Three boats had passed Marathon, with Jack Manson’s big diesel in the lead. Sam wasted no time in regaining the lead. Over the roar of the engines and Sam’s maniacal laughter, Pres heard the sound of mahogany cracking beneath him. At this point, Fish Peddler was at American Shoal Light, in the lead. Unable to with-stand the beating administered by Pres’ immense posterior, the bottom of the seat gave way, and Pres found himself sitting with his rear-end on the deck, and his heels neatly tucked behind his ears. A concert of sounds drowned the whine of the turbo’s and V-drives as Sam laughed, Pres cried, and Mike, now awake, shouted references concerning Sam’s an-cestry while biting at the ropes that held him to the transom.

This unlikely crew rounded Sambo Reef and headed north in smooth water toward the finish line and the checkered flag two miles away. One of the batteries lost the last of its bodily fluids through a crack in the case, and the port engine quit. With only a center rudder and one engine, Sam discovered that he could only make counter-clockwise circles. Manson shot by (at 43 mph) to take the flag. So did the rest of the fleet (even me, last). I think the Fish Peddler floated in with the tide.

The Key West Holiday Inn hosted the awards that same night. The group as-sembled in the banquet hail resembling the survivors of some World War II sea tragedy. It took about three hours for the participants to make their way to the stage to accept their trophies. Everyone who still had skin on their hands, clapped and whistled as Jack Manson picked up the gold and revealed that his boat had a dozen broken ribs (eight on the boat, four
on the crew). Finally the presenter an-nounced a special award to Mike Gordon and the Fish Peddler crew. As I recall, it was for losing the most blood and mak-ing the most circles, or something like that.

Mike was still dressed in his yellow rain slicker as he made his way to the podium .clump, slide.. .clump, slide. He ac-cepted the “Rough Rider” award with great dignity. When asked if he was injured, he replied, “I don’t know. I can’t move my arms up far enough to get my clothes off.” Then a many-time flipped and daring dosed-course champion, he summed up the race for all of us. “You &!#~ guys are nuts!”
Peter Rittmaster struck the rock reef behind Mama Rhoda Cay while leading the Miami-Nassau Race in 1967. Twenty years later it is still named for him,.. “Stupid Rock.”

At the start of the “Around Nassau Race” the same year, the entire fleet of 40 boats joined a conspiracy against “Red” Crise, the race’s blustery promoter. “Red” waved a giant Bahamian flag to signify the prompt start of the race as planned for an 11 a.m. breakaway. With the friction of the madly waving flag and the epithets (that word is clean), but what came out wasn’t; red-faced now, “Red” was, for the first time anyone could remember, speechless. Then as prear-ranged with the racers, at 11:03 Don Aronow pulled a white laced hanky from his life jacket, waved it once, and the fleet roared away, to Red’s dismay. (Hey, that rhymes. Maybe I’m a poet, too.)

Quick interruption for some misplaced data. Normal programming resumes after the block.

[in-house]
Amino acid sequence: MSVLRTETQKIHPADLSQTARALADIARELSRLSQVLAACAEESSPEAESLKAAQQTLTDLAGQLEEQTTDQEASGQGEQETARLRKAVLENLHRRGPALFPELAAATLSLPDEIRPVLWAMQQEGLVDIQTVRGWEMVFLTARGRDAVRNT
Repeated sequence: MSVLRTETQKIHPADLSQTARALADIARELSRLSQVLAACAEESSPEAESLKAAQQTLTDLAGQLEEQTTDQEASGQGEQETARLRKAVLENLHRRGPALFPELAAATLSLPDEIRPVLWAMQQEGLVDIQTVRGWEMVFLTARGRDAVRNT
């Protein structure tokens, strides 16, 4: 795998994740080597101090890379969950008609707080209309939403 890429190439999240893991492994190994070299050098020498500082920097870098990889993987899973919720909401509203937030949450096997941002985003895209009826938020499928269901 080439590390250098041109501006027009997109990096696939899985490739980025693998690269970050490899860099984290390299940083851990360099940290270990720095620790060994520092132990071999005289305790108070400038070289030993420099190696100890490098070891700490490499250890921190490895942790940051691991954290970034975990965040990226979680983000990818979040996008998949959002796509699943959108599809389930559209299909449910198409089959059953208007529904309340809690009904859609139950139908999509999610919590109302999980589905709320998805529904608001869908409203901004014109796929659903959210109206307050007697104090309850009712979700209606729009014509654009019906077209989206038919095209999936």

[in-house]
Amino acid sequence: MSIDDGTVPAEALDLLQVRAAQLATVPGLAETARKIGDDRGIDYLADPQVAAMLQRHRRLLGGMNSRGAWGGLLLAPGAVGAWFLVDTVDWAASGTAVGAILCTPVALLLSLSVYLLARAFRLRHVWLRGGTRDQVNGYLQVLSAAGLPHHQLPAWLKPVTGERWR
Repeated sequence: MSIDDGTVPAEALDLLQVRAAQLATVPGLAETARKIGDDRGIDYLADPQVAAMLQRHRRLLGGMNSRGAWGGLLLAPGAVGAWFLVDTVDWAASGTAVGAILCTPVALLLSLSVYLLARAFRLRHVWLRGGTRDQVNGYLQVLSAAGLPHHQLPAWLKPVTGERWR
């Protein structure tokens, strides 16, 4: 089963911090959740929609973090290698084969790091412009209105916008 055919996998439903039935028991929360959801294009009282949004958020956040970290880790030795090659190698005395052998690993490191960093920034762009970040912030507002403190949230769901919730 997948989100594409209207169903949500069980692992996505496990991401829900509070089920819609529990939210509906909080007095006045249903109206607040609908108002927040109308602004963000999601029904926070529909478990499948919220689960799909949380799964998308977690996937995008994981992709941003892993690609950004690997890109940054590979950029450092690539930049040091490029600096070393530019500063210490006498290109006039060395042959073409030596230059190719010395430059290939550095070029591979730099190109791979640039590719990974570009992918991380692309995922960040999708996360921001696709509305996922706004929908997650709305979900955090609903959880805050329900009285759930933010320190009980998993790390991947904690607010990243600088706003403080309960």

In the 1966 Miami-Nassau, John Rauler-son, a wealthy mall magnate, beached his leaking 30-foot diesel AIim Ram-Rod, on Frazer’s Hog Cay. He found only a clogged transom drain, but the boat was high and dry. John chartered a plane, then flew on to Nassau. Upon his arrival, he found that no diesel-powered boats had finished, He then chartered the same plane back to the boat, stole a bulldozer and pushed Ram-Rod back into the water. UpOn his very late finish in Nassau, he almost collapsed when he found out three diesel boats had finished before him.

While leading the “Sam Griffith Memo-rial Race” in 1965, fleet leader Bill Wishnick’s brother, Jack, broke a couple of ribs bumping the gunwale while crossing the extra rough Stream. Jack asked Bill to take it easy to help alleviate his pain. With misgivings, Bill backed off the throttles till he was told Jack Manson’s big diesel was catching up.

Bill decided he “was not my brothers keeper”and poured it on for the first check boat. There, with the help of his amazed crew and trusting Jack’s life jacket was in working order, he set him over the side for a check boat pick-up. Bill Wishnick was proud he won the race. It didn’t mean much to his mother though, and he wasn’t welcome in the house for a while.

There were a couple of low-budget guys who always managed to raise their entry fee and their hopes, that they’d accidentally outlast every other boat in the race and someday be the winners.

Their names were Ernie Box and “Swede” Christiansen. Shortly after the start of an “early day” Miami-Nassau event, they broke down in the fast-running section of the Calf Stream. The Swede, who fancied himself a good mechanic, decided not to radio a break-down and see if he could get the engine started,

In a three-and-a-half knot current and strong winds pushing them north, it wasn’t long until they were out of what the Coast Guard figured was a normal sweep-search for lost, seasoned, ocean-racing navigators.

Box and Swede, wanting to report that their engine didn’t work, found out their radio didn’t work either. By this time they were almost off Hillsboro Inlet and mak-ing good time, North. An all-out search was in progress.

Late that afternoon, the)’ were found by a kind fisherman who towed them ashore. At the race banquet that night, “Red” Crise asked for an explanation, consider-ing all the concern and effort that had been made to find them.

“Swede” fully explained the situation to his own satisfaction. “Vee noo vair vee vuz. The Coast Guard, they didn’t know vafr vee vuz!” Allan Brown, presently Director of Product Development at Cigarette Racing Team Inc., was elected to the Gulf Marine Racing Hall of Fame in 1967.